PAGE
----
Neuranics aims to develop a disruptive neurotechnology for human-machine interfacing through nanoscale sensing technology with a small footprint, excellent sensitivity, and high spatial resolution.

Utilising the skills from academia and industry, we strive towards revolutionising Extended Reality (XR) wearable devices for education, gaming, consumer electronics, and healthcare applications.


Neuranics has assembled a world-class team of engineers, neuroscientists, and physicists to create a full-stack neurotech company who are building a platform to realize that brighter future now.

Prof. Hadi Heidari

Chief Executive Officer

Darian Brookes


Maria Cerezo Sanchez

Business Development Manager

Prof. Kia Nazarpour

Chief Strategy Officer

Negin Ghahramani

Chief Medical Officer

Dr. Siming Zuo

Lead Engineer

Huxi Wang

Hardware Engineer

Asfand Tanwear

Hardware Engineer


A wearable myomagnetic system from the lab to the real world

Our product offers underpinning sensing microsystems to enable next-generation wearable bionic devices for recording muscle activities. The first miniaturised and non-cryogenic product to the end-user market will replace the bulky, invasive and expensive laboratory instruments with easy-to-use wearable XR platforms.

First Wearable Prototype

We implemented a prototype demo integrated magnetic sensor array, microchips, shielded layer and battery etc. into a wearable device for continuous monitoring MMG of the human muscle to work complementary with existing EMG sensors. We pursued the non-invasive on-skin clinical testing with healthy human subjects (5-10) who volunteered for the study and signed informed consent and ethical approval.

Fisrt Wearable MMG Recording

We demonstrated an experimentally proof of concept and small scale prototype built in a laboratory environment. Our prototype offers a small footprint, excellent sensitivity, ultralow noise, and high spatial resolution for recording muscle activities. This new miniaturised magnetic sensing system will replace the bulky, invasive and expensive laboratory instruments with easy-to-use wearable platforms.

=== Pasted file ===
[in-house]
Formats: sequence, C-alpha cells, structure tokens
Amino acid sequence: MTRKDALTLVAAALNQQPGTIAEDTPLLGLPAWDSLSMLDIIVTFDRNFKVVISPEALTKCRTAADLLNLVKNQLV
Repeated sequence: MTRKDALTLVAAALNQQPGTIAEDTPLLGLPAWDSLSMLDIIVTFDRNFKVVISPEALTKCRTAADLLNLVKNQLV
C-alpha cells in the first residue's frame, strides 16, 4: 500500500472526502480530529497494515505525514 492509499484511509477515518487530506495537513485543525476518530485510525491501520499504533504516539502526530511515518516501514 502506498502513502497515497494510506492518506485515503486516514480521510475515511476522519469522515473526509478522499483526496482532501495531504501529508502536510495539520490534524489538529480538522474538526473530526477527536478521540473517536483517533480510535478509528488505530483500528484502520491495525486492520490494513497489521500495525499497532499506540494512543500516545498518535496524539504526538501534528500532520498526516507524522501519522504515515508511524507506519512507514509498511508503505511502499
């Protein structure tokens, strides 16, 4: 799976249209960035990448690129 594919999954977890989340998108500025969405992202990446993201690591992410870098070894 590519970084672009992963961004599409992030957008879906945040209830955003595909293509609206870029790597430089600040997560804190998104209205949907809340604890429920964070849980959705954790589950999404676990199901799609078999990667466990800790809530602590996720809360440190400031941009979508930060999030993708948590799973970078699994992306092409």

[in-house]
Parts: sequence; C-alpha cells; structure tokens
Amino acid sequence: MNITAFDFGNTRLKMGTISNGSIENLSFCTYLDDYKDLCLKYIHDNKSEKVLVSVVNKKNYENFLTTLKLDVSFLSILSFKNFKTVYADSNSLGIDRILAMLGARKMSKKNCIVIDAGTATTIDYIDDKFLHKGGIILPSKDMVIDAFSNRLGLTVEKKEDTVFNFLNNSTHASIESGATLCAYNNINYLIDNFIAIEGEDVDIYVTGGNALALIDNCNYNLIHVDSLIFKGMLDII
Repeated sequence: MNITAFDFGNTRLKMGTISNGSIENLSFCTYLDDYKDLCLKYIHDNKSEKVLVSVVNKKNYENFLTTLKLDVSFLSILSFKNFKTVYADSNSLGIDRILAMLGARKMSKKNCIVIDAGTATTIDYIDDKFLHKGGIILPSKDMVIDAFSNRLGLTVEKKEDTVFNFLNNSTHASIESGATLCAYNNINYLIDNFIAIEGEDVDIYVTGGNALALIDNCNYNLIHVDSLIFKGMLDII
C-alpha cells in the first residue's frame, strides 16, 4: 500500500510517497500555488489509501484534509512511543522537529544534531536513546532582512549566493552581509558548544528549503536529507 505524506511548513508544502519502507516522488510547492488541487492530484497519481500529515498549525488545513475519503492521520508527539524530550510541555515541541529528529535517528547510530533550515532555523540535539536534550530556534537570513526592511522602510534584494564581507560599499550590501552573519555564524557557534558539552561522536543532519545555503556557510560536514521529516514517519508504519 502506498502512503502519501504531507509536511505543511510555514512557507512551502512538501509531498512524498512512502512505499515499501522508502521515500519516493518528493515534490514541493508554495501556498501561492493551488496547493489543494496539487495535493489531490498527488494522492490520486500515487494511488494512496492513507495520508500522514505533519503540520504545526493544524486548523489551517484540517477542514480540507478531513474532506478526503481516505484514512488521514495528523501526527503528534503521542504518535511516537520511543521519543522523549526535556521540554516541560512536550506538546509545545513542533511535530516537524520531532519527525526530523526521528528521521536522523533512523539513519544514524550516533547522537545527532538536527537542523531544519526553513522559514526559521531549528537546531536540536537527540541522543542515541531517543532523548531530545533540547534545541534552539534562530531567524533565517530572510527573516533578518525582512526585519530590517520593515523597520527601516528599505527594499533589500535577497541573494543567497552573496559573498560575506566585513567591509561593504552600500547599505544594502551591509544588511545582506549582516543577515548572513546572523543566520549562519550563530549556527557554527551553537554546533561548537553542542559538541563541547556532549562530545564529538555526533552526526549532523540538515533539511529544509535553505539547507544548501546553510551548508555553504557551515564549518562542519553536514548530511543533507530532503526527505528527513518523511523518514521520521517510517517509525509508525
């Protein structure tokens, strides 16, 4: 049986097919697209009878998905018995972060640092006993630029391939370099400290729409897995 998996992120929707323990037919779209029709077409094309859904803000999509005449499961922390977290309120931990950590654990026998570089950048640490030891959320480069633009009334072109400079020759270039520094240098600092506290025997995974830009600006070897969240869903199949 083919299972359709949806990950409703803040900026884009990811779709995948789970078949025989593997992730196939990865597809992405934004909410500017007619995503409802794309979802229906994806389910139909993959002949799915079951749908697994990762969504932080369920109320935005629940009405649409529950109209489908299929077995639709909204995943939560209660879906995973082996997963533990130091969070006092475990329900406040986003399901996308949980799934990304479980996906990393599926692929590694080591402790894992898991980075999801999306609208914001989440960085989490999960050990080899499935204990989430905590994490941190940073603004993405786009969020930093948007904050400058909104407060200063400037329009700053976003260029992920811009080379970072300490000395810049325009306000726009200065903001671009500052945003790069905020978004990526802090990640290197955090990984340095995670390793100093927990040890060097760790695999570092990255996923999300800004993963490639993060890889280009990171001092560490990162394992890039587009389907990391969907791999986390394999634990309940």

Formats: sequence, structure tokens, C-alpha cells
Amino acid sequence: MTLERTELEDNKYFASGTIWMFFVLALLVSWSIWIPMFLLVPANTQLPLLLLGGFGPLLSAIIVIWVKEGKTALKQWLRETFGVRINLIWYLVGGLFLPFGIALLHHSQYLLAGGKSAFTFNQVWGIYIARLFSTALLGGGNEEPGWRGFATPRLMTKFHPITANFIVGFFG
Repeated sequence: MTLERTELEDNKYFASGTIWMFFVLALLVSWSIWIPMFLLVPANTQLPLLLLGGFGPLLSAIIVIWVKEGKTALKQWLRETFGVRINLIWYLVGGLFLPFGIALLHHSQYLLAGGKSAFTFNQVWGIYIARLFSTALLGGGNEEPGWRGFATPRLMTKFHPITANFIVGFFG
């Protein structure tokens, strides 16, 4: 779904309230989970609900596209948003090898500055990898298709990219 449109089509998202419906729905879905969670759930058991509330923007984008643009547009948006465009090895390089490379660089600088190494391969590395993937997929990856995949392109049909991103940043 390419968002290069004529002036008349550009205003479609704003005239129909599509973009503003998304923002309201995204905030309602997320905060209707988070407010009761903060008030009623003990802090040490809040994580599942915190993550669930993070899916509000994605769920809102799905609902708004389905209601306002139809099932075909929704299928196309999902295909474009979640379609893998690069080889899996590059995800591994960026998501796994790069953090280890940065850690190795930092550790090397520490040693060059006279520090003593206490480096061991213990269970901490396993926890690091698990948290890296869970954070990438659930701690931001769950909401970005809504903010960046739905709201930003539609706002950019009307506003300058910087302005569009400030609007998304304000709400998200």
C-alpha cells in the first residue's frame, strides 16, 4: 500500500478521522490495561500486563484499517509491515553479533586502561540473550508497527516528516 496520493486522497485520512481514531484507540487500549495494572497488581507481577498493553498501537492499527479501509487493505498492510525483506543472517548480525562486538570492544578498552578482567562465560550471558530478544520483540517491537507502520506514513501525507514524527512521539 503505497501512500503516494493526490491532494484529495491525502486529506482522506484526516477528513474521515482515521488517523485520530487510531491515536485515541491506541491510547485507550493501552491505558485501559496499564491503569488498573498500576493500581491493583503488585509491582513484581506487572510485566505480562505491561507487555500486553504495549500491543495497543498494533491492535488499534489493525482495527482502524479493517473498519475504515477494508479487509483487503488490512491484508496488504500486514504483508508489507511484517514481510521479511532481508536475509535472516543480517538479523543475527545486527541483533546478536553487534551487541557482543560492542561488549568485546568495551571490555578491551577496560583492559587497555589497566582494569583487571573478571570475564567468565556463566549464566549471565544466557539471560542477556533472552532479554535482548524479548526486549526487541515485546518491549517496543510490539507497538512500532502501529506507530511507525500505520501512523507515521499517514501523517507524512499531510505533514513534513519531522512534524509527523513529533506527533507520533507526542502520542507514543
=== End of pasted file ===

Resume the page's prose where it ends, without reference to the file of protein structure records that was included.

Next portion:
MMG Proof of Concept

We showed, for the first time, identification, characterization and quantification of the MMG signals at room temperature by utilising highly miniaturised and sensitive magnetic sensors. The sensor array was precisely placed on the hand skin of the abductor pollicis brevis muscle to record the lateral component of the magnetic signal. The signal-to-noise ratio is over 20 among all the bandpass frequencies.

Readout Circutry & Noise Control

We developed a real-time measurement system including a large array of sensors and an on-chip analog front-end to realise signal amplification, filtering, noise and drift cancellation. We also designed a dynamic geomagnetic field cancellation technique to reduce noise sources such as the acoustic noise and disturbances of magnetic and electric fields from the earth and surrounding equipment.

Sensor Development

We optimised the performance and size of the muscle sensors. According to finite-element analysis and experiment outcomes, the best overall noise performance is obtained with large arrays of large-area sensors. In addition, we introduce a low-profile magnetoelectric sensor with analogue frontend circuitry that has the sensitivity to measure pico-Tesla MMG signals at room temperature.

Sensor & Signal Simulations

We developed a finite-element method model of muscle sensors and evaluated its performance of the sensitivity and linearization range. It provided a reliable benchmark for modelling future hybrid magnetic-CMOS developments. We believe that this structure can offer a platform to develop ultra-sensitive, smart and scalable sensors for muscle sensing.

Idea Introduced
Miniaturised MMG Idea

Magnetomyography (MMG) is the study of muscle function through the inquiry of the magnetic signal that a muscle generates when contracted, first formally proposed in 1972. Within the last few decades, extensive effort has been invested to identify, characterise and quantify the MMG signals. However, it is still far from miniaturised, sensitive, inexpensive and low-power muscle sensors.